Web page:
Congress Overturns Costly Stream Rule

This week, the House and Senate passed resolutions to cancel the Obama Administration’s last-minute “Stream Rule.” President Trump is expected to sign the measure in the coming days.

Noting that America’s coal industry has shed 68,000 jobs in recent years, it’s a good thing Congress acted to halt the stream rule. The regulation was written so broadly as to potentially render half of all U.S coal reserves off-limits to mining.

And it’s estimated that duplicative measures within the rule would have cost another 42,000 coal jobs—a significant hit to an economy skipping perilously close to recession right now.

It’s not just coal workers who can breathe a sigh of relief that the regulation has been overturned, however. A number of states depend heavily on coal-fired power, and they benefit significantly from the affordable electricity it provides.

Because coal has proven to be a durable, reliable source of power for decades, utility companies in these states have already spent billions of dollars on highly advanced equipment to scrub emissions of sulfur, mercury, and particulate matter. Canceling the stream rule will help to ensure that all of this investment wasn’t wasted.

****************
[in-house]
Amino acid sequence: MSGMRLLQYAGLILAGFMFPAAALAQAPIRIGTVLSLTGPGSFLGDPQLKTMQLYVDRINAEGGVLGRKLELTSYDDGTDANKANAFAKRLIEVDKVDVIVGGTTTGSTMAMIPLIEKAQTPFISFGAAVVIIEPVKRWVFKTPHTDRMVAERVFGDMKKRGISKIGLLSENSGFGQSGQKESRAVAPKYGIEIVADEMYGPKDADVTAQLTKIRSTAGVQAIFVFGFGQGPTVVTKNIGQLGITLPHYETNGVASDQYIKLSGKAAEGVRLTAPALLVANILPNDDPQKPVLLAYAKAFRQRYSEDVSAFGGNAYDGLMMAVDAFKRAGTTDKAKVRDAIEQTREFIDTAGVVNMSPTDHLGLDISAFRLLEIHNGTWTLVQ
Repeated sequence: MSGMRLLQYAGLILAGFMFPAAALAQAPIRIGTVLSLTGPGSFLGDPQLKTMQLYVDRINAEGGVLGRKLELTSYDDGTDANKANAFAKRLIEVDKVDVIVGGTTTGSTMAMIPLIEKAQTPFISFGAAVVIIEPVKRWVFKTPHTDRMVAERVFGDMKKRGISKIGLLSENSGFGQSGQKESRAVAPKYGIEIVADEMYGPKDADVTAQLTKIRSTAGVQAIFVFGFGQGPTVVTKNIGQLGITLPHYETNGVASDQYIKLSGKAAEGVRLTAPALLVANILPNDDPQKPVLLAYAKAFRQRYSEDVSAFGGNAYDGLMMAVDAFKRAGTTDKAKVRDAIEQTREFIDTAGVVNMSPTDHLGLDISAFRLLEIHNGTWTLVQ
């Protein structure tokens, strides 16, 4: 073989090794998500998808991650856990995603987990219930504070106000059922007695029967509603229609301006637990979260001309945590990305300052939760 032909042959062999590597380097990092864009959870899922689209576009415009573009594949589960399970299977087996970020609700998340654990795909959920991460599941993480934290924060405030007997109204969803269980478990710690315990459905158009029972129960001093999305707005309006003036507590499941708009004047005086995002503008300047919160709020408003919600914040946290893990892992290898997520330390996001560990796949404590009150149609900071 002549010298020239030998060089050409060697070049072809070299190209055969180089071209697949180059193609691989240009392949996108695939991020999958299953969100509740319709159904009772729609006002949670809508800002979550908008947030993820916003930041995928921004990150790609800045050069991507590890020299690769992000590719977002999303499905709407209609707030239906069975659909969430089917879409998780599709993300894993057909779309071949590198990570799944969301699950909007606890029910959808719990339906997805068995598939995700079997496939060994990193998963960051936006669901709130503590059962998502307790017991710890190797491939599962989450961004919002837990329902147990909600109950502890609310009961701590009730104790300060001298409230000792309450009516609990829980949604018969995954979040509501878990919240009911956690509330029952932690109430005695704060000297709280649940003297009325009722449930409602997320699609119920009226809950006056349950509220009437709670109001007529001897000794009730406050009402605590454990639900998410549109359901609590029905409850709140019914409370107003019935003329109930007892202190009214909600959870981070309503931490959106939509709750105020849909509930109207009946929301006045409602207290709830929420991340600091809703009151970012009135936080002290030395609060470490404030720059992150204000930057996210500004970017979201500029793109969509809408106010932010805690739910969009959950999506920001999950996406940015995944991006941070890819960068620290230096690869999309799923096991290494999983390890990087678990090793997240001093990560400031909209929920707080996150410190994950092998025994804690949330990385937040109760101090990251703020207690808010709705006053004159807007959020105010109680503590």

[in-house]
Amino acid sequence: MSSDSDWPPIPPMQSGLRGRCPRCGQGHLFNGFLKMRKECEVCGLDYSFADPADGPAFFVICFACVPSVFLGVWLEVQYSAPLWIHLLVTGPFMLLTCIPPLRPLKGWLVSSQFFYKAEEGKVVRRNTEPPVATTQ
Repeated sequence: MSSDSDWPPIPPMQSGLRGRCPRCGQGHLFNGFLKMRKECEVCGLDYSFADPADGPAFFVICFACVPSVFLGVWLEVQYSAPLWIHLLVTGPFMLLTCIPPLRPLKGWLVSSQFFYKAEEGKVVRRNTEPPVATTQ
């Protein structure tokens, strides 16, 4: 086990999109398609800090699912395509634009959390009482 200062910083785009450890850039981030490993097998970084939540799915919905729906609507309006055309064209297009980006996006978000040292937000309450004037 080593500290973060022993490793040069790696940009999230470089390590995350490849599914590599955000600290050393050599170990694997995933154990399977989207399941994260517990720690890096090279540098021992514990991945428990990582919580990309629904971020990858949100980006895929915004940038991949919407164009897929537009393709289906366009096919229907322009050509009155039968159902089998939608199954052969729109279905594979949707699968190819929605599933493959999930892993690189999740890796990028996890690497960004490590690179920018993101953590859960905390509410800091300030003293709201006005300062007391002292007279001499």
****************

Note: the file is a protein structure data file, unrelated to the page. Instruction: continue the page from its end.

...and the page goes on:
You wouldn’t know that coal has gone high-tech, though—thanks to a prolonged campaign of disinformation from climate activists fretting about “carbon pollution.” But America’s coal industry is far leaner and cleaner today than 30 years ago.

And coal still provides roughly one-third of all U.S. power generation—anchoring a diverse energy supply that saves consumers roughly $90 billion in annual costs, according to IHS Energy Consulting.

It’s noteworthy that mining states have a vested interest in seeing their natural resources are protected. And as the Office of Surface Mining and Reclamation (OSM) has noted in its annual reports, coal-mining states are already ensuring that mine sites are being reclaimed with virtually no off-site impacts.

The stream rule would have ended thousands of much-needed middle-class jobs, though, and for no real tangible benefit. It’s helpful, then, that in such a tight economy, Congress voted to give the coal industry a fighting chance.